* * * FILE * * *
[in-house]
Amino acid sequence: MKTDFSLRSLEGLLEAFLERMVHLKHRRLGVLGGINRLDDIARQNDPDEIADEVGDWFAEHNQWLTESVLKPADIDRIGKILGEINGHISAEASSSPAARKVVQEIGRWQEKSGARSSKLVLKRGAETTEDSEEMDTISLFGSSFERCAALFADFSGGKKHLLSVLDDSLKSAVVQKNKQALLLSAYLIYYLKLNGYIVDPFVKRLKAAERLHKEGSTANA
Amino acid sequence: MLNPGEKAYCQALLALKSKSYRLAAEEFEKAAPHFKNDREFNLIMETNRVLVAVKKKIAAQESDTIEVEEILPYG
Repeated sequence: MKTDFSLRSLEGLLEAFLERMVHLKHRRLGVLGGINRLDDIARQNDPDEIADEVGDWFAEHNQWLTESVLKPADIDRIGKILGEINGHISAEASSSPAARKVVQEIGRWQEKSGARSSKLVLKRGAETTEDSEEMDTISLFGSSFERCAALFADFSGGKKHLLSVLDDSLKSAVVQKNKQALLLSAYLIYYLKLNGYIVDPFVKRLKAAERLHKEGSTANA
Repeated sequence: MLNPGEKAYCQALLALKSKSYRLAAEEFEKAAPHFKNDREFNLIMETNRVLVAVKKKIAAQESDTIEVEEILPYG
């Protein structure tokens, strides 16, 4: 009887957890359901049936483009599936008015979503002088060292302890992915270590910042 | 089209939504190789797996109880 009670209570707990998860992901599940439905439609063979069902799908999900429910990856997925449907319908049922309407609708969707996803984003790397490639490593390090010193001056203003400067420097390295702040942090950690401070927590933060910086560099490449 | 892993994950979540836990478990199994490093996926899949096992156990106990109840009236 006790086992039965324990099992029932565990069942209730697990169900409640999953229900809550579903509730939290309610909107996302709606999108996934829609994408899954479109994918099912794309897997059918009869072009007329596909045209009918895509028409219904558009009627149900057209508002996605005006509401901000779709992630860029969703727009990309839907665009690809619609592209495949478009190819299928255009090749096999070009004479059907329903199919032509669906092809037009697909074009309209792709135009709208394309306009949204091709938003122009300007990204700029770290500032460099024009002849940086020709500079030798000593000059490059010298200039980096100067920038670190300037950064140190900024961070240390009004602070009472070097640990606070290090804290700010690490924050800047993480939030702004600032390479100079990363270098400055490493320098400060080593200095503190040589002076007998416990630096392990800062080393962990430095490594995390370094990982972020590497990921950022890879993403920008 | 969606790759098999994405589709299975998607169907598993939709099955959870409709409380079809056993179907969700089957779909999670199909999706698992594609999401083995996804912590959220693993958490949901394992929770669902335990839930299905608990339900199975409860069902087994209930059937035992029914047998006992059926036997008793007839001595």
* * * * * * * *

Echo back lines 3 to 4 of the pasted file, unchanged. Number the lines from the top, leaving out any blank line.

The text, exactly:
Amino acid sequence: MLNPGEKAYCQALLALKSKSYRLAAEEFEKAAPHFKNDREFNLIMETNRVLVAVKKKIAAQESDTIEVEEILPYG
Repeated sequence: MKTDFSLRSLEGLLEAFLERMVHLKHRRLGVLGGINRLDDIARQNDPDEIADEVGDWFAEHNQWLTESVLKPADIDRIGKILGEINGHISAEASSSPAARKVVQEIGRWQEKSGARSSKLVLKRGAETTEDSEEMDTISLFGSSFERCAALFADFSGGKKHLLSVLDDSLKSAVVQKNKQALLLSAYLIYYLKLNGYIVDPFVKRLKAAERLHKEGSTANA